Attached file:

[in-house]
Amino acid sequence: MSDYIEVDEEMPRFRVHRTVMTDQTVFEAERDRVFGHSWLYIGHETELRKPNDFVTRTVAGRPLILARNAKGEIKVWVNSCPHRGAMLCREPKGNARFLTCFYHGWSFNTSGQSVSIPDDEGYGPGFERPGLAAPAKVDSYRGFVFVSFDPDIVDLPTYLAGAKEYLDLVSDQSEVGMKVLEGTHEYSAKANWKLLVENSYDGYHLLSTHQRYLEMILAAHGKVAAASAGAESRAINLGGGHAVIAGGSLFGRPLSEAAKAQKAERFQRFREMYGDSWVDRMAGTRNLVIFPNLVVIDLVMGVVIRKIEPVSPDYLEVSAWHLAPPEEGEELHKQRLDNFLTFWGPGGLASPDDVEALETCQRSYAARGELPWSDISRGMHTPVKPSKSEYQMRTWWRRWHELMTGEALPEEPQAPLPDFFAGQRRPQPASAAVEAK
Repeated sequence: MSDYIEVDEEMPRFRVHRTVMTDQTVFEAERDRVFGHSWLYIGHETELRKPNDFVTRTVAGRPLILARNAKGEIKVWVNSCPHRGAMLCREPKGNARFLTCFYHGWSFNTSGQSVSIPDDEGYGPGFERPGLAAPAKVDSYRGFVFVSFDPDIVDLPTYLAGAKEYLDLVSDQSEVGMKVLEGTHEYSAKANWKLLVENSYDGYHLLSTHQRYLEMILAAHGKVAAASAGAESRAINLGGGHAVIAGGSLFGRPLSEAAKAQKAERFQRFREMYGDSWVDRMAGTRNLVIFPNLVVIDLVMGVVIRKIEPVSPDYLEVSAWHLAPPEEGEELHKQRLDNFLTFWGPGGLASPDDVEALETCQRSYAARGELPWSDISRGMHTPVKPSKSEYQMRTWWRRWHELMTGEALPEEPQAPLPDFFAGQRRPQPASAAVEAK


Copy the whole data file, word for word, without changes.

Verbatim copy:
[in-house]
Amino acid sequence: MSDYIEVDEEMPRFRVHRTVMTDQTVFEAERDRVFGHSWLYIGHETELRKPNDFVTRTVAGRPLILARNAKGEIKVWVNSCPHRGAMLCREPKGNARFLTCFYHGWSFNTSGQSVSIPDDEGYGPGFERPGLAAPAKVDSYRGFVFVSFDPDIVDLPTYLAGAKEYLDLVSDQSEVGMKVLEGTHEYSAKANWKLLVENSYDGYHLLSTHQRYLEMILAAHGKVAAASAGAESRAINLGGGHAVIAGGSLFGRPLSEAAKAQKAERFQRFREMYGDSWVDRMAGTRNLVIFPNLVVIDLVMGVVIRKIEPVSPDYLEVSAWHLAPPEEGEELHKQRLDNFLTFWGPGGLASPDDVEALETCQRSYAARGELPWSDISRGMHTPVKPSKSEYQMRTWWRRWHELMTGEALPEEPQAPLPDFFAGQRRPQPASAAVEAK
Repeated sequence: MSDYIEVDEEMPRFRVHRTVMTDQTVFEAERDRVFGHSWLYIGHETELRKPNDFVTRTVAGRPLILARNAKGEIKVWVNSCPHRGAMLCREPKGNARFLTCFYHGWSFNTSGQSVSIPDDEGYGPGFERPGLAAPAKVDSYRGFVFVSFDPDIVDLPTYLAGAKEYLDLVSDQSEVGMKVLEGTHEYSAKANWKLLVENSYDGYHLLSTHQRYLEMILAAHGKVAAASAGAESRAINLGGGHAVIAGGSLFGRPLSEAAKAQKAERFQRFREMYGDSWVDRMAGTRNLVIFPNLVVIDLVMGVVIRKIEPVSPDYLEVSAWHLAPPEEGEELHKQRLDNFLTFWGPGGLASPDDVEALETCQRSYAARGELPWSDISRGMHTPVKPSKSEYQMRTWWRRWHELMTGEALPEEPQAPLPDFFAGQRRPQPASAAVEAK